The OECD, which advises its mainly rich members on tax and economic policy, has two years to come up with specific measures that can be adopted internationally.

Business lobby groups such as the United States Council for International Business and Britain's CBI dispute that there is a broad problem with tax avoidance and say measures to address it could hit job creation, trade and innovation.

Yet non-governmental organisations and those representing smaller or domestically focused companies support the OECD project.

"EEF welcomes today's report and urges the UK and the G20 generally to respond positively to its central recommendations," said Steve Radley, Director of Policy at EEF, which represents many small and medium-sized British manufacturers.

Saint-Amans noted that all OECD members including Ireland, Switzerland and the Netherlands, which have been described as tax havens by lawmakers on both sides of the Atlantic, had backed the action plan.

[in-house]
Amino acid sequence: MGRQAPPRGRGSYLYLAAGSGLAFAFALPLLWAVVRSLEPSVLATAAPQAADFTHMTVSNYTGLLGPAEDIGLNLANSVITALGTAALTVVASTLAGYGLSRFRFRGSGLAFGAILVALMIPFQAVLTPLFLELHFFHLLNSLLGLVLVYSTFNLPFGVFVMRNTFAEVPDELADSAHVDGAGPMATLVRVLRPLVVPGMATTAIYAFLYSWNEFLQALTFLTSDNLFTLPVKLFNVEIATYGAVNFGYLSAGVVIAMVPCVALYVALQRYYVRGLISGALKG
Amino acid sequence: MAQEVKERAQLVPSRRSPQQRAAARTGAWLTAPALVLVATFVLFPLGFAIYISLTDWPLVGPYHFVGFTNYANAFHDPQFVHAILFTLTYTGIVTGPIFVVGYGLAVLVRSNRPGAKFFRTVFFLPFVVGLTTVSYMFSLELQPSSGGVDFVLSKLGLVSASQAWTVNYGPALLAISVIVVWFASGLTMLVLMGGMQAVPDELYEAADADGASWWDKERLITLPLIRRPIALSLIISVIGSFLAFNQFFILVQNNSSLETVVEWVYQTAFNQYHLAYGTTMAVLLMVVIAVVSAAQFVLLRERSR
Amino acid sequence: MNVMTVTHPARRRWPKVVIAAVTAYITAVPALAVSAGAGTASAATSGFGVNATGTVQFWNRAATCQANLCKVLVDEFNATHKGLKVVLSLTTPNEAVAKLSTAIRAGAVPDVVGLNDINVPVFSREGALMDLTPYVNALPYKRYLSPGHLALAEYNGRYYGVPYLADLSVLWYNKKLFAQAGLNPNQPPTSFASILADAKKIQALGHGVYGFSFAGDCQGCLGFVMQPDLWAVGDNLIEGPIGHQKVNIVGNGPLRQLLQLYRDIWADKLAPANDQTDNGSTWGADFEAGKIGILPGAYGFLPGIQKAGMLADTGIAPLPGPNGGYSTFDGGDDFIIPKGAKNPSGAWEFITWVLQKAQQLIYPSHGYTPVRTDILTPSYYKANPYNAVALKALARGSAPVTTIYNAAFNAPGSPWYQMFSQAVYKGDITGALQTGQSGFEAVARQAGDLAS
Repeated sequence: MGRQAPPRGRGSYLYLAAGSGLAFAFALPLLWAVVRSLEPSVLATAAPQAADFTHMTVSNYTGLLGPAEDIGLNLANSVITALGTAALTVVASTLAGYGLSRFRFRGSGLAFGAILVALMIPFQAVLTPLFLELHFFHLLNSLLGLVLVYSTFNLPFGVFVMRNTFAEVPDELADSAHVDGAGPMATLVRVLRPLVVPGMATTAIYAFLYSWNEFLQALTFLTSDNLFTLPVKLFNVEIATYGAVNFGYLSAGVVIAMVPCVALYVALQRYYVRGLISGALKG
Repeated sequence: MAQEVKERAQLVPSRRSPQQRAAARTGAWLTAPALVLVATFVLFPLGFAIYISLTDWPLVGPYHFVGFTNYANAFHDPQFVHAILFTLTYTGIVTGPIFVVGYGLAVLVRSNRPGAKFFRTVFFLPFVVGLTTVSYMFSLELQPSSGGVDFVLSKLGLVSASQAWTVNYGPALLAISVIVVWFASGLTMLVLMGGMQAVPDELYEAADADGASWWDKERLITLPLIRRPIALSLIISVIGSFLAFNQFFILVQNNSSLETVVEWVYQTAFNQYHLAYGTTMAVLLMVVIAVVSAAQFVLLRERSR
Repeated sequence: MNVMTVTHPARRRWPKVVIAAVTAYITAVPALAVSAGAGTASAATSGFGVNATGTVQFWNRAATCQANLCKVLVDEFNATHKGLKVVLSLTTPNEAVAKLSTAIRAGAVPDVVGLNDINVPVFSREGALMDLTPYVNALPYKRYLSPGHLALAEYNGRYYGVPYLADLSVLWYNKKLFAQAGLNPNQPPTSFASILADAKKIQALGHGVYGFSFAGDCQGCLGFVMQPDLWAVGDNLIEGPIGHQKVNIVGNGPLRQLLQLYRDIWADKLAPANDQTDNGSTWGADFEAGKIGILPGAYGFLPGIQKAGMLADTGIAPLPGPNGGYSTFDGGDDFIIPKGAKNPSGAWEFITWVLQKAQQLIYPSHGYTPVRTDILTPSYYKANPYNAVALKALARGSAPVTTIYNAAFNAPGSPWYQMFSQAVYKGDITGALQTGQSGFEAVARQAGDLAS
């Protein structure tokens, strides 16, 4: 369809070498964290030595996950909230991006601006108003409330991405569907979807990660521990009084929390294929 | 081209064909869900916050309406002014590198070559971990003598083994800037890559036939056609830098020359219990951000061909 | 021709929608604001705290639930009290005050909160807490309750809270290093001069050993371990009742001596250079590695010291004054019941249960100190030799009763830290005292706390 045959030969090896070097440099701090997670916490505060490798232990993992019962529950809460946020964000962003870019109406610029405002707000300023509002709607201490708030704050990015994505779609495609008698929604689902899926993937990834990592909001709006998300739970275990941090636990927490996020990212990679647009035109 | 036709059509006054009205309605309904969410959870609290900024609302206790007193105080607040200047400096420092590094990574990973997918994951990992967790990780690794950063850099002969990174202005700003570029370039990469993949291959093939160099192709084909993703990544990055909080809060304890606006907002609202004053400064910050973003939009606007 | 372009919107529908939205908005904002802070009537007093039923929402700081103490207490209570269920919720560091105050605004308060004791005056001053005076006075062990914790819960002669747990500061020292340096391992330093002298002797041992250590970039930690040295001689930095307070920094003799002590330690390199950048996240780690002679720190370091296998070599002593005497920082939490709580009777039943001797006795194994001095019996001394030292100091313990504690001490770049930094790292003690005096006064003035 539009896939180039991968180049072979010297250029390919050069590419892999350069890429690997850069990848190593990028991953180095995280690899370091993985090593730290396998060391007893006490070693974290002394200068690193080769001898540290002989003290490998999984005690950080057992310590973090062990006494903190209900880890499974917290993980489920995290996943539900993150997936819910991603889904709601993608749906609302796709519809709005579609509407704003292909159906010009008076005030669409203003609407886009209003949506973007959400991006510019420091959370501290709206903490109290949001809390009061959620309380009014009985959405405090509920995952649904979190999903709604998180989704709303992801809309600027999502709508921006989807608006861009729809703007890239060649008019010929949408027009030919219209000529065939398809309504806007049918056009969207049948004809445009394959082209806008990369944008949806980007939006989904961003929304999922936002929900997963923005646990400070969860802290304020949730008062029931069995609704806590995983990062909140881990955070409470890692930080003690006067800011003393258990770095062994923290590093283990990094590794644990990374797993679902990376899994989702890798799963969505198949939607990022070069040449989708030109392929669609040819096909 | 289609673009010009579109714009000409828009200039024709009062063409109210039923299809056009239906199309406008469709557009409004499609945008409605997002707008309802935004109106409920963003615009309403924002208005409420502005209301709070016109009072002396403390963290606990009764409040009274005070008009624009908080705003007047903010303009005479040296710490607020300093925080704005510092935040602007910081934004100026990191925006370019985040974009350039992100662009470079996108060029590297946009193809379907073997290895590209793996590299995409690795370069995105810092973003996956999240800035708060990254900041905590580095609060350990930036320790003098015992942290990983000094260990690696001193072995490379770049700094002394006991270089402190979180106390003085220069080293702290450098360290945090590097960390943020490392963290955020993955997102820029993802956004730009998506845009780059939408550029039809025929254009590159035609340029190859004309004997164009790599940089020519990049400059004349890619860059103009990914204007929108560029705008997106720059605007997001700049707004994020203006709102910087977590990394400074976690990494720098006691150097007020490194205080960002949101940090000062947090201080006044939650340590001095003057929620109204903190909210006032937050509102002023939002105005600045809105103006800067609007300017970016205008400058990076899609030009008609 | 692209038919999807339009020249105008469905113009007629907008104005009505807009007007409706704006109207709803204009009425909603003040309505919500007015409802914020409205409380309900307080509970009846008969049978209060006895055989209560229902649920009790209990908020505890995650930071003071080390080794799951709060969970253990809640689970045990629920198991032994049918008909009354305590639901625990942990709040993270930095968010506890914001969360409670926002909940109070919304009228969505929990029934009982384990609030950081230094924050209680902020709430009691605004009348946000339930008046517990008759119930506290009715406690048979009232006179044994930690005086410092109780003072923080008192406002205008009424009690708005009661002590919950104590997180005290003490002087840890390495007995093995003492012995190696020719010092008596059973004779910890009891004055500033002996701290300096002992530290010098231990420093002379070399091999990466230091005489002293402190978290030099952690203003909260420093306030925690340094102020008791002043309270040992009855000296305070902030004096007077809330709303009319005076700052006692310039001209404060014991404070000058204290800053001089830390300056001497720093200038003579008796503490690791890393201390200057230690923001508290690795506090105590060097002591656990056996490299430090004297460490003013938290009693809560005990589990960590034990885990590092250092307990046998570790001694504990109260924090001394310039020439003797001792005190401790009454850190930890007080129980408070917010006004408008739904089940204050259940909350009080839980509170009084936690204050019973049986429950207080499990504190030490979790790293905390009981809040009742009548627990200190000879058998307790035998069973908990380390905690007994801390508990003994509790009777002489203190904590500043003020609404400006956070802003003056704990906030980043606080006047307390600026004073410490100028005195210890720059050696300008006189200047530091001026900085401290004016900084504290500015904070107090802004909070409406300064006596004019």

The report identified a raft of loopholes used by companies in the technology, pharmaceutical and consumer goods sectors.

These include the practice of companies not creating tax residences or 'permanent establishments' in countries where they have major operations.

The OECD also criticised the corporate practice of designating units in tax havens as holders of group funds, patents or brands that can then be lent or licensed, for generous fees, to affiliates in countries where customers or factories are located.

International treaties designed to avoid double taxation of profits earned from cross-border activities but which have been used to avoid any taxation, are also under scrutiny. Mr Saint-Amans said protocols to amend existing treaties could be developed to stop such "double non-taxation".

He added that representatives of OECD and G20 members who helped draft the plan had rejected an idea favoured by some non-governmental groups that would split multinationals' profits among the different countries where they operate, according to an agreed formula, with each country assessing its share of profit.

Such a system exists in the United States for the application of state taxes, but countries agreed it was too complex to adopt internationally.